s Susan Le
Master Research Project
Jodie Jenkinson BA, MScBMC, PhD (BMC|University of Toronto)
Dr. Andrew Matthew PhD, C.Psych (Princess Margaret Cancer Centre|Movember Foundation)
To create a 3D animation that will educate prostate cancer patients, whom have undergone prostate cancer treatment and experience erectile dysfunction (ED), in intracavernosal injections (ICI), an effective but poorly received alternative ED treatment. In addressing a senstive topic using linear storytelling, I hope to evaluate the effectiveness of animation in patient education on stimgatized subjects in comparion to the current standard of care.
Research Abstract
Approximately 24,000 Canadian men will be diagnosed with prostate cancer (PC) in 2015, and for those that are treated, they will most likely experience erectile dysfunction. Intracavernosal injections are an effective treatment for erectile dysfunction with a high success rate; however, the treatment is poorly received by patients. Visual resources for patient education can be an effective solution for educating patients in self-injections and the mechanism of the medication and addressing the stigma and misconceptions about penile injections. Past studies have demonstrated that multimedia educational tools such as animated narrations have not only improved patient comprehension about prostate cancer, but have also helped to empower men to actively participate in their healthcare and treatment discussions.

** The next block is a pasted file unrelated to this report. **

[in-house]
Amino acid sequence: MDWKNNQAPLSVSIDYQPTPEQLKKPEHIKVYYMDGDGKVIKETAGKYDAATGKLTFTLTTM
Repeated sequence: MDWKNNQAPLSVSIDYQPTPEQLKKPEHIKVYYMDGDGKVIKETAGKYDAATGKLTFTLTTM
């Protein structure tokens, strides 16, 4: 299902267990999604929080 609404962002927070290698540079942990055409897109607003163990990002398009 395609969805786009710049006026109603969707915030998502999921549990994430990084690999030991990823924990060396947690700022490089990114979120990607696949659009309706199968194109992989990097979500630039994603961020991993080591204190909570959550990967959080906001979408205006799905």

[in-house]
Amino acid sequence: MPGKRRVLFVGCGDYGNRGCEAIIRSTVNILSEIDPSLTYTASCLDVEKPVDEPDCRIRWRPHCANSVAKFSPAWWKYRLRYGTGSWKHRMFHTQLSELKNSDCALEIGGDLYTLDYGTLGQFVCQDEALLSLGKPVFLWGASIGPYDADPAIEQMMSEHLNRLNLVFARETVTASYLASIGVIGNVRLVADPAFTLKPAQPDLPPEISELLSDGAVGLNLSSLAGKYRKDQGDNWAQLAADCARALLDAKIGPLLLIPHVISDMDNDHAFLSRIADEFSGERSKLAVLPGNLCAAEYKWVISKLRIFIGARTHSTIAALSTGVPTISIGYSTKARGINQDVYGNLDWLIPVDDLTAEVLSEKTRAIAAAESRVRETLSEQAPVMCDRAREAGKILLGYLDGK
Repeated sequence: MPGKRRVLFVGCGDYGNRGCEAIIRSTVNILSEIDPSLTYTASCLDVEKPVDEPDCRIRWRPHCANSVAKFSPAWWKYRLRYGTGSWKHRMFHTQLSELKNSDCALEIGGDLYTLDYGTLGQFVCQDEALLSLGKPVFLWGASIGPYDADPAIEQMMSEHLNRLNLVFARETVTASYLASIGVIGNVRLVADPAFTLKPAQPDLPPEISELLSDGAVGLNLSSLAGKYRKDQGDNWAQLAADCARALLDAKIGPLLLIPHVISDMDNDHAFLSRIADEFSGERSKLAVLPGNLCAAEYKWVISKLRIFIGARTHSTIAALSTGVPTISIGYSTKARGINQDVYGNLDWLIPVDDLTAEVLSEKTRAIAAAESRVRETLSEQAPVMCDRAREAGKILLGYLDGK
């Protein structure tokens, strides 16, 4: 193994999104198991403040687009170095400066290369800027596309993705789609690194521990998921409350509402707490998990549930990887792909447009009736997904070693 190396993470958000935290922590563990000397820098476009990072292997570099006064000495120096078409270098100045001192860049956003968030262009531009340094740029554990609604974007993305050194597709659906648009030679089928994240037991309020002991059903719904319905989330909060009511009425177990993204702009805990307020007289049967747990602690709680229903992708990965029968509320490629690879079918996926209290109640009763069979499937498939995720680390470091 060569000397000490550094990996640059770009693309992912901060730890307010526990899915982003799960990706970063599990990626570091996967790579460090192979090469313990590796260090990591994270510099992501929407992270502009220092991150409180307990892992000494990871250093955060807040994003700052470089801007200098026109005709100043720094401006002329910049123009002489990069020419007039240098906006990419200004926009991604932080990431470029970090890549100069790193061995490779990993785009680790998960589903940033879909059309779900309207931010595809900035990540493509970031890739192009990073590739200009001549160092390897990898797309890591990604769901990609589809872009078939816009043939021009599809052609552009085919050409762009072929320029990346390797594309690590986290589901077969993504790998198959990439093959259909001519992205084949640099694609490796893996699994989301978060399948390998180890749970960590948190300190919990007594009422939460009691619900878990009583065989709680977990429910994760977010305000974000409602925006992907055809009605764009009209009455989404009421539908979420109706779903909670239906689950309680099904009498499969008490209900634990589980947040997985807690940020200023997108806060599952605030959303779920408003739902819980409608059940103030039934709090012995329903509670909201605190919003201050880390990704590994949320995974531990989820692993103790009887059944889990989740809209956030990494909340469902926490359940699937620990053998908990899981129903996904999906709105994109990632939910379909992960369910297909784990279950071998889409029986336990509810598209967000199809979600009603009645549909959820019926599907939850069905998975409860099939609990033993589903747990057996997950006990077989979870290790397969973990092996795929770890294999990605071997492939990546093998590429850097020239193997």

Project Description
In this study, we are comparing an ICI patient education animation to the current standard of care, which is a pamphlet outlining the treatment in text with limited illustrations. The study will exam patients’ confidence in using penile injections and overall willingness to chose and continue treatment before and after the use of a visual patient educational tool.
While intracavernosal injections have a high success rate, there are communication and emotional barriers that prevent patients from actively choosing to use the treatment. Patients that have a better understanding of their treatment will have a greater sense of confidence, allowing them to be successful in intracavernosal treatment. The current standard of patient education in ICI at Princess Margret Cancer Centre includes consultation with a physician and a take-home instructional pamphlet. With the rapid advancement of technologies, studies have shown the effectiveness of animation in educating patients and other lay audiences complex scientific concepts.

Process Work Coming Soon

Awards and Recognition

Vesalius Trust Scholar 2016

Copyright © Susan Le 2016